In operation, a check to be-signed may conveniently be inserted in the receiver slot 40 with such check being disposed transversely of the case 11 to register the signatureline under the signature bar 19 (FIG. 3). The operator may then press the heel of his hand against the press plate 79 to depress the free end of the actuating handle 21 to engage the cams 73 with the opposite ends of the signature bar 19 to press such bar downwardly against the bias of the biasing springs 37. The raised script forming the signature on the underside 34 of the signature bar 19 will then engage the upper surface of the top run of the ink ribbon 25 to urge such ribbon run downwardly through the upper cartridge window 41 to engage the face of the check 27. Further depression of the handle 79 will urge the top run of the ribbon 25 and the check 27 further downwardly to press the check through the lower cartridge window 43 to engage the top surface of the lower ribbon run to urge the check and ribbon against the serrations 31 in the base plate 17.
Consequently, the raised signature script on the undersurface 34 of the signature plate 19 will cause a high concentration of pressure on the ribbon 25 disposed on the top and bottom sides of the check 27 to thereby cause the ink to transfer from the confronting surfaces of the ribbon 25 and onto the front and back side of such check in a pattern corresponding with the signature on such signature bar. Concurrently, the serrations 31 (FIG. 4) will serrate the check paper thus rendering alteration of such signature without extensive and detectable damage to such check extremely difficult and unlikely. Release of the free end of the handle 21 enables the biasing springs 37 to urge the signature bar 19 upwardly against the cam surface 73 of the handle 21 thereby raising such handle and freeing the check 27 for removal from the writer. I
After a sufficient number of checks have been signed to result in depletion of the ink on the ribbon 25 registered between the signature bar 19 and base plate 31, such ribbon may be conveniently advanced by merely grasping the take-up knob 67 (FIG. 1) and rotating such knob to draw the ribbon from the feed roll 59 rearwardly beneath the undersurface of the bottom cartridge wall and concurrently drawing the top run of such ribbon forwardly along the upper surface of the top cartridge wall 37 thus resulting in registration of unused ink ribbon between such signature bar 19 and base plate 17.
After the ink on the entire ribbon 25 has been depleted, the cartridge 23 may conveniently be replaced by merely grasping the front extremity thereof and withdrawing such cartridge from the compartment 13 through the front opening 15. A new cartridge 23 may then be conveniently inserted by inserting such cartridge through the opening 15 with the ribbon suspension frame 23 being received between the signature bar 19 and base plate 17. The rear extremity of the suspension frame 23 will be received between the locators 29 and accurate forward and rearward location of such cartridge will be established when the ears 51 and 53 engage the stops 87 (FIG. 3). The signature writer is then again ready for use in signing additional checks 27.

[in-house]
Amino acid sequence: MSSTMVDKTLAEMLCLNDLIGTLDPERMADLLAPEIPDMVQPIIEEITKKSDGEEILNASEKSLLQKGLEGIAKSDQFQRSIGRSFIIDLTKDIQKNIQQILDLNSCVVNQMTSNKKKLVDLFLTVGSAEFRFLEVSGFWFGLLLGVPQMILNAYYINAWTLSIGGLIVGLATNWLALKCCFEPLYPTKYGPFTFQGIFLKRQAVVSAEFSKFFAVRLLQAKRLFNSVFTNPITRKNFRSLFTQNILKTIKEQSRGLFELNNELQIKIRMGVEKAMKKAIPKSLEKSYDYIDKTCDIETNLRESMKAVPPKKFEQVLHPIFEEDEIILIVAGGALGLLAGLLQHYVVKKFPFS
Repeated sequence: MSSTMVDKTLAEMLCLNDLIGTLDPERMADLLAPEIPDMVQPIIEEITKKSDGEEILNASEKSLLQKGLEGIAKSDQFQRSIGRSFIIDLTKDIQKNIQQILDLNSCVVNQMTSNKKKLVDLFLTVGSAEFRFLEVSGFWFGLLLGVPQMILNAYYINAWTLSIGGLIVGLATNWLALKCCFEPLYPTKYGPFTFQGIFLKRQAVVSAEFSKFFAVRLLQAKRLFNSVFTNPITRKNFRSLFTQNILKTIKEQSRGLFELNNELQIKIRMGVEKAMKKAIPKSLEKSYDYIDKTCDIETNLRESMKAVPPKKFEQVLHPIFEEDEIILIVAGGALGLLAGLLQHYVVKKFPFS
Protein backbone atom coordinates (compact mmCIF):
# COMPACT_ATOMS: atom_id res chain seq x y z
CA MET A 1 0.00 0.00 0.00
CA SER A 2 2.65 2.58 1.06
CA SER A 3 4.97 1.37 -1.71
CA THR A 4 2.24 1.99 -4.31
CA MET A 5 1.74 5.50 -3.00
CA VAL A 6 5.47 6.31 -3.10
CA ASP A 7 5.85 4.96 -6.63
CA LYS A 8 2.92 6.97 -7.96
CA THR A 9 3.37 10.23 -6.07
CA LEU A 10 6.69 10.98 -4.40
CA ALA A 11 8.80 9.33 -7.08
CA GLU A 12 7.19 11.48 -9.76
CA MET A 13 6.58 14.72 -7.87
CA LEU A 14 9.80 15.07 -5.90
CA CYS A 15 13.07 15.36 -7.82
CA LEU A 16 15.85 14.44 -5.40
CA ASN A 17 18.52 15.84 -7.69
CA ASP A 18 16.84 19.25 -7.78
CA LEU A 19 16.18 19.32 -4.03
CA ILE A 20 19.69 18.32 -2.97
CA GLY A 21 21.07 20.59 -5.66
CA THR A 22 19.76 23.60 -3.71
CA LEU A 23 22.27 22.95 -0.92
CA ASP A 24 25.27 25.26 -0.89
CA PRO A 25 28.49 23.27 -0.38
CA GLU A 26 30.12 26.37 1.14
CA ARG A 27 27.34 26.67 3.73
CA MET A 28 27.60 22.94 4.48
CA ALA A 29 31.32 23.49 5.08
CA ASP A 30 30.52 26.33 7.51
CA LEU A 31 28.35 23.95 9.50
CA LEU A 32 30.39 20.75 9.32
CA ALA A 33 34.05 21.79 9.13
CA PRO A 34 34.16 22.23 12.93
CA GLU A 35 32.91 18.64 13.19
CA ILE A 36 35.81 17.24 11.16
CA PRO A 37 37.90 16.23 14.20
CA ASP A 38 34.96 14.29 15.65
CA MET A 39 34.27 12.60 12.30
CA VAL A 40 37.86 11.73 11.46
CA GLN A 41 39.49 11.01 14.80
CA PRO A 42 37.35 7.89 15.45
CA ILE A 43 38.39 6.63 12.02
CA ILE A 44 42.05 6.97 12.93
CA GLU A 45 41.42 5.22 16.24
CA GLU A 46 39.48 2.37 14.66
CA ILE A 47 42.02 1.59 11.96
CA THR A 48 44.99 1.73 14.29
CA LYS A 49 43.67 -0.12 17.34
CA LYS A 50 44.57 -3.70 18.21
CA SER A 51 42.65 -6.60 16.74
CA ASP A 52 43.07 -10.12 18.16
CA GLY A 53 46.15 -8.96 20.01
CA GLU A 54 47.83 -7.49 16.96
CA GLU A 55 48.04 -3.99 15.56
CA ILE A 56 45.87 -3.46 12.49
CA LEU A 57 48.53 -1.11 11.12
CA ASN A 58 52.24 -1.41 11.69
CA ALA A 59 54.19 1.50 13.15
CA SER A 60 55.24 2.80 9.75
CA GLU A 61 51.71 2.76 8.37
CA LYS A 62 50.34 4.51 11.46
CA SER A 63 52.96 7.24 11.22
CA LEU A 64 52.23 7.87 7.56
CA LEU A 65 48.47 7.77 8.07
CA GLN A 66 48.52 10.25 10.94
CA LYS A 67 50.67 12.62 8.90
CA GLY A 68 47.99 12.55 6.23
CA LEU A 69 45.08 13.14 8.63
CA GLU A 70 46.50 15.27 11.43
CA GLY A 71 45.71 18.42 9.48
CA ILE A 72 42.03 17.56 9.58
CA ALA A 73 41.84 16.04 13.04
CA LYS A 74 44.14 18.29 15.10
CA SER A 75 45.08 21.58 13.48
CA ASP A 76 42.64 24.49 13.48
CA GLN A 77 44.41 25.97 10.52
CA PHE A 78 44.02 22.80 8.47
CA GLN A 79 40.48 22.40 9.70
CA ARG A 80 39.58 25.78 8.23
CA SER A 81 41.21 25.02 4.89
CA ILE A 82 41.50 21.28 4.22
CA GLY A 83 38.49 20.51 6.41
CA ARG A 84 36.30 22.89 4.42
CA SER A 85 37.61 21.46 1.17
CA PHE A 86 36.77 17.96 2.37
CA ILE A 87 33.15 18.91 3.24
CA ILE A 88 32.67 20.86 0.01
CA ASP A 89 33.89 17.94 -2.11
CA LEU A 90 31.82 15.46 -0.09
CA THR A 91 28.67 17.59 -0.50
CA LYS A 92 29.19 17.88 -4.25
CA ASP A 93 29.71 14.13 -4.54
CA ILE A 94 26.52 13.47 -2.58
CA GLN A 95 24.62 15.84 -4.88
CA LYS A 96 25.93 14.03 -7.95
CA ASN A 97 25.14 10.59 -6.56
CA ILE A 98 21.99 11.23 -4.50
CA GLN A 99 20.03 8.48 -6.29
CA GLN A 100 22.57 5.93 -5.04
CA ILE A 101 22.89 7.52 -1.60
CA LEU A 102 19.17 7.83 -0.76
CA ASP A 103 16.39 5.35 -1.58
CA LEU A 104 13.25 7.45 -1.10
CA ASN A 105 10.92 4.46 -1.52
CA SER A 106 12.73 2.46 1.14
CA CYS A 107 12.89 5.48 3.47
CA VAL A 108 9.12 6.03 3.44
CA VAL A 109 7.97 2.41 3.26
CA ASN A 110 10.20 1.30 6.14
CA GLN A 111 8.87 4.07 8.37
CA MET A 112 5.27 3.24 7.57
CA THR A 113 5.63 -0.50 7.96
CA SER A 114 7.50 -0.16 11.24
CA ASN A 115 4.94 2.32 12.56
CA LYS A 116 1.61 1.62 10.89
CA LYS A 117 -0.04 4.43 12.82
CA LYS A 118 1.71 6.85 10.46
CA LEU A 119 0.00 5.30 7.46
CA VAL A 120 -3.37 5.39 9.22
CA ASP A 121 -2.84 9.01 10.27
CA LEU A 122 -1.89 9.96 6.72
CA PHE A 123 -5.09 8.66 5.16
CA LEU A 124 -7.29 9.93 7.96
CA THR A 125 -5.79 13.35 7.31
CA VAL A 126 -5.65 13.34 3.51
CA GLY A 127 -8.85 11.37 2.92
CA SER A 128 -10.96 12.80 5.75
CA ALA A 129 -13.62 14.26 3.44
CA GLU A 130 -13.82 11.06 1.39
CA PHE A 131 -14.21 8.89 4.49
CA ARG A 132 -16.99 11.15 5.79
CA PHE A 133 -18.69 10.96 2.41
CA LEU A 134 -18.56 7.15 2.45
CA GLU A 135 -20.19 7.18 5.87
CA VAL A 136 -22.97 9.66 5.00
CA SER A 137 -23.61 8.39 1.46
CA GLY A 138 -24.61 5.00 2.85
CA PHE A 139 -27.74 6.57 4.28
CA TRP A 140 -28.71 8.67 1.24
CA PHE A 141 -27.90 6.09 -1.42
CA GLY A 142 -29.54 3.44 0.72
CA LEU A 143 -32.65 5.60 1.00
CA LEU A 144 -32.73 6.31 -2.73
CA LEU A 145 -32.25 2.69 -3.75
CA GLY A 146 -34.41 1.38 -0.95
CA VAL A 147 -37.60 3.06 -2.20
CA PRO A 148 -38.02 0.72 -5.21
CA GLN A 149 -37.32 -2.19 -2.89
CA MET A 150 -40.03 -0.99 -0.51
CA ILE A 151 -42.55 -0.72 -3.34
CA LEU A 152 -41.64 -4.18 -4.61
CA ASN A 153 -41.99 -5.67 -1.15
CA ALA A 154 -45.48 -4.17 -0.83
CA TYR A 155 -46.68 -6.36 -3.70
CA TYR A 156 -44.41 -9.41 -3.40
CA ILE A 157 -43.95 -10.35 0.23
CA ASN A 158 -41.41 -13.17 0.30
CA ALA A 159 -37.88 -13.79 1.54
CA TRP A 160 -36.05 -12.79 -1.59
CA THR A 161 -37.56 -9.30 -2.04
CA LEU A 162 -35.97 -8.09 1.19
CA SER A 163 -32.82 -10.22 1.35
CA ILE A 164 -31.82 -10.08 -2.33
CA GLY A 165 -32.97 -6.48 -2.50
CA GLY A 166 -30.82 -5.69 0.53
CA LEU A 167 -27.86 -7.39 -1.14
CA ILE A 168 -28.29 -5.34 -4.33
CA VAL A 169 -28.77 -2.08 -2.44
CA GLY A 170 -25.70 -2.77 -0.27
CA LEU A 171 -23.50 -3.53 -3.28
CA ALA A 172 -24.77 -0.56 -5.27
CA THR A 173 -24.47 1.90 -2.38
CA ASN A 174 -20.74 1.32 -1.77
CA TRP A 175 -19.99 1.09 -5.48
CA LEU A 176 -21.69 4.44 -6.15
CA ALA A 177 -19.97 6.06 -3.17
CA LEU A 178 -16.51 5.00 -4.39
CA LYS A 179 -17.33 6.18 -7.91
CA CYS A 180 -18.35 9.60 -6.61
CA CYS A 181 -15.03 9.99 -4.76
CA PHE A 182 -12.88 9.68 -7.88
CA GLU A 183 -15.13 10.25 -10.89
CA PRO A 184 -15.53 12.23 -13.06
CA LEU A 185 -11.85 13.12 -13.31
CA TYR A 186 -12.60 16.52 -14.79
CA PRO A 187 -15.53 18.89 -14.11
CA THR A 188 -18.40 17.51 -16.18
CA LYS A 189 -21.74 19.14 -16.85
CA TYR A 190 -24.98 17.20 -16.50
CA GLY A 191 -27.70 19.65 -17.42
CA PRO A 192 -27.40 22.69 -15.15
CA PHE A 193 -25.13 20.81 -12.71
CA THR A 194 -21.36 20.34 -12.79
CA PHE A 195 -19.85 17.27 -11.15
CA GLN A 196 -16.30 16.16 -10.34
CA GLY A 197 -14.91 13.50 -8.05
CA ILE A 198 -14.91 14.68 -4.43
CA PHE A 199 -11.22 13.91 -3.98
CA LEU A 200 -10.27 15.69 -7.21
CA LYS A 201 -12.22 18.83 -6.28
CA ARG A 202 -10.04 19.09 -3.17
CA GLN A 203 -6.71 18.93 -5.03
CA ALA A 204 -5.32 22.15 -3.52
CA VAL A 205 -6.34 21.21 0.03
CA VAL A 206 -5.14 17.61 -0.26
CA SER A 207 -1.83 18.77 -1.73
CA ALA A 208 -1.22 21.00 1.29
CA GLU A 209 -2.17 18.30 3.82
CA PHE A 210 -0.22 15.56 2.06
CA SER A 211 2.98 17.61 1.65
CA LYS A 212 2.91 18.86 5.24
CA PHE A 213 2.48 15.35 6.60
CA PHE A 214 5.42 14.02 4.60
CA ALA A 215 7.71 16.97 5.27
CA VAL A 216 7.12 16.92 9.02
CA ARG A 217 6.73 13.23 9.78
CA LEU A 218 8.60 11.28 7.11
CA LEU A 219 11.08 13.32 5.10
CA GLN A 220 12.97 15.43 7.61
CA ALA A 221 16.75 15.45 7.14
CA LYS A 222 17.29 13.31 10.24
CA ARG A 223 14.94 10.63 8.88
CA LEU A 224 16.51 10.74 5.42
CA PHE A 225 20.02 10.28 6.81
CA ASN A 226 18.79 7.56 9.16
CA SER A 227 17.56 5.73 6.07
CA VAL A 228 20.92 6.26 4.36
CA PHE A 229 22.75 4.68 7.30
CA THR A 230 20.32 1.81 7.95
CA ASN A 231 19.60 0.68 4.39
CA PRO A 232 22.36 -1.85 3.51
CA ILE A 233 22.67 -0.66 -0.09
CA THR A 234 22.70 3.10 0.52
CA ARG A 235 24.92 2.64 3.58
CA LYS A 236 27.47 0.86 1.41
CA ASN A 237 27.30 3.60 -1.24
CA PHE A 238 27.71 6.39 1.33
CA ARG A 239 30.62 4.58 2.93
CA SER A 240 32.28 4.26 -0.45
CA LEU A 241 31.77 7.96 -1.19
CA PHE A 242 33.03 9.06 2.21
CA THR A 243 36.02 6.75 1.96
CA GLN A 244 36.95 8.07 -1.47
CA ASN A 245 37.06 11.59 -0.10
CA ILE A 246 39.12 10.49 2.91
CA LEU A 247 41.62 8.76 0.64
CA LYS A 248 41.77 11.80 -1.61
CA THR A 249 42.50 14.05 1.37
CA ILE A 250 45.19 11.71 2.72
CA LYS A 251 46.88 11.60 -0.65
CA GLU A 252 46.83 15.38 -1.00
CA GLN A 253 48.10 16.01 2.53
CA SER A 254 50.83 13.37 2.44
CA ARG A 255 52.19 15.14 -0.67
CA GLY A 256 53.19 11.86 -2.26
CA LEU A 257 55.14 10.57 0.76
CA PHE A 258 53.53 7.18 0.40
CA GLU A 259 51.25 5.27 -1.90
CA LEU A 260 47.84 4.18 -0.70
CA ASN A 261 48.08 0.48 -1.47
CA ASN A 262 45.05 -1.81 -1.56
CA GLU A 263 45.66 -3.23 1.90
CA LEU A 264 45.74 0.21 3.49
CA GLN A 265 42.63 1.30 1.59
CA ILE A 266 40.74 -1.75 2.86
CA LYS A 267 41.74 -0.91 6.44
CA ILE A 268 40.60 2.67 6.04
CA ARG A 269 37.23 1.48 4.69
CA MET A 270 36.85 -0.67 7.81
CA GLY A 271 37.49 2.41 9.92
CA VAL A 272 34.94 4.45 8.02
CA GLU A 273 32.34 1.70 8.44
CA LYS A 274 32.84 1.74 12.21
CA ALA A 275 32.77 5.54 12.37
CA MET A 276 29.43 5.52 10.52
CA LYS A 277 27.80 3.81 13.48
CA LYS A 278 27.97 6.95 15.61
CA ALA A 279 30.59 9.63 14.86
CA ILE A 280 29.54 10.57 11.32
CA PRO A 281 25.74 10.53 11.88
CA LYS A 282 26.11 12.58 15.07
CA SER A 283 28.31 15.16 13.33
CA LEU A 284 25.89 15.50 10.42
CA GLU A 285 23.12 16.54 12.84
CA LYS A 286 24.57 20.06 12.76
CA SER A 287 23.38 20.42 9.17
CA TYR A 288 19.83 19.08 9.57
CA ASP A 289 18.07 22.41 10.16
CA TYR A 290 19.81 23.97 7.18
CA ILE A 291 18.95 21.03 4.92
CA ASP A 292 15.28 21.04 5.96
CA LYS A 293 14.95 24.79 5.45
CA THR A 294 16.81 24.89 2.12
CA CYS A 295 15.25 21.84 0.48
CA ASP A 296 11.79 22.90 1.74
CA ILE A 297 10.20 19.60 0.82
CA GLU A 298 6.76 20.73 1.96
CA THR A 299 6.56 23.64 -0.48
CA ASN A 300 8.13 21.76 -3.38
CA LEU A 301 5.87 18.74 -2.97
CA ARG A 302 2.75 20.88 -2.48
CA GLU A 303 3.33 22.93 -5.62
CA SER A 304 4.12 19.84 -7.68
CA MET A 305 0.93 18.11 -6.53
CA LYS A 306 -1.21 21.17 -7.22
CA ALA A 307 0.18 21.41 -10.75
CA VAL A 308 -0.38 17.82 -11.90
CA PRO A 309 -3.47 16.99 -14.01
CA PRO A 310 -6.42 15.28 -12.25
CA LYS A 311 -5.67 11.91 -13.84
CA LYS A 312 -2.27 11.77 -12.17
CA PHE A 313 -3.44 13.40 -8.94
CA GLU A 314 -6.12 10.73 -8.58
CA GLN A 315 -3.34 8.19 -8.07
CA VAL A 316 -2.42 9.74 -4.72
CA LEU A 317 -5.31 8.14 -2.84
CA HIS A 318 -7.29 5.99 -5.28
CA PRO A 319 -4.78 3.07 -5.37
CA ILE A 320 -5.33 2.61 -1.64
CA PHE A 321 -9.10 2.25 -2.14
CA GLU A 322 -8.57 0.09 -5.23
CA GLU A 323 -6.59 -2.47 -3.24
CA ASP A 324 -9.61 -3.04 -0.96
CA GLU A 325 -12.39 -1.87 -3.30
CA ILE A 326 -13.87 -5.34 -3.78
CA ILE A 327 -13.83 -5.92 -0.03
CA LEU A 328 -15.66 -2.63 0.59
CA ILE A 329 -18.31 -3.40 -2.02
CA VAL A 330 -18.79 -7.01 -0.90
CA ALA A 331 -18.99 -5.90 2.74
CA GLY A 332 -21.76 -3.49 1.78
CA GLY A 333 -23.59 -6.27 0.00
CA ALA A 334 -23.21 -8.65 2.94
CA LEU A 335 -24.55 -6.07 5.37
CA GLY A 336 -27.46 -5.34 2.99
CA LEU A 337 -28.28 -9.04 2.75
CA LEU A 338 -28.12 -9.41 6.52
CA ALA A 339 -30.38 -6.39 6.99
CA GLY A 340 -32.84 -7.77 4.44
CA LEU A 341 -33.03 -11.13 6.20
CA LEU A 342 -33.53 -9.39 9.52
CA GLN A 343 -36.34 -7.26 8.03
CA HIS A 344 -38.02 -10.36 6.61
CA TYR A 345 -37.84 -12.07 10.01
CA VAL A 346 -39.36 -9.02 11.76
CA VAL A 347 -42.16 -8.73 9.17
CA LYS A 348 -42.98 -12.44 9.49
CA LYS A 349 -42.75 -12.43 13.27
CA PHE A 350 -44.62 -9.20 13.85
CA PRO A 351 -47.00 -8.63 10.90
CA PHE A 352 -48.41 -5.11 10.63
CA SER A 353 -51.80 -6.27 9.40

If at some later date a different signature is to be utilized in signing checks, the signature bar 19 may conveniently be removed through the front opening 15 by merely depressing such bar and removing the same for replacement'by a different bar bearing the desired new signature. Obviously, the case 11 may also be conv structed with a separable base and cover to enable the cover to be removed for convenient replacement of the cartridge 23, and/or signature bar 19.
From the foregoing, it will be apparent that the signature writer of the present invention provides an economical and convenient means for signing checks without occupying the time of the party authorized to sign such check on behalf of the drawer. Further, replacement of the ink ribbon employed in such check can be accomplished rather rapidly and without mess by relatively unskilled personnel, thus constituting a substantial saving in both ribbon costs and labor.
Obviously, many modifications and variations of the present invention may be made with regard to the foregoing detailed description without departing from the spirit of the invention.
l. A ribbon cartridge for receipt in a printer having a cartridge-receiving chamber including a print support surface having a print bar spacedfrom said support surface to form therebetween a ribbon path and having a raised indiciabearing face shiftable toward said surface, said cartridge comprising: v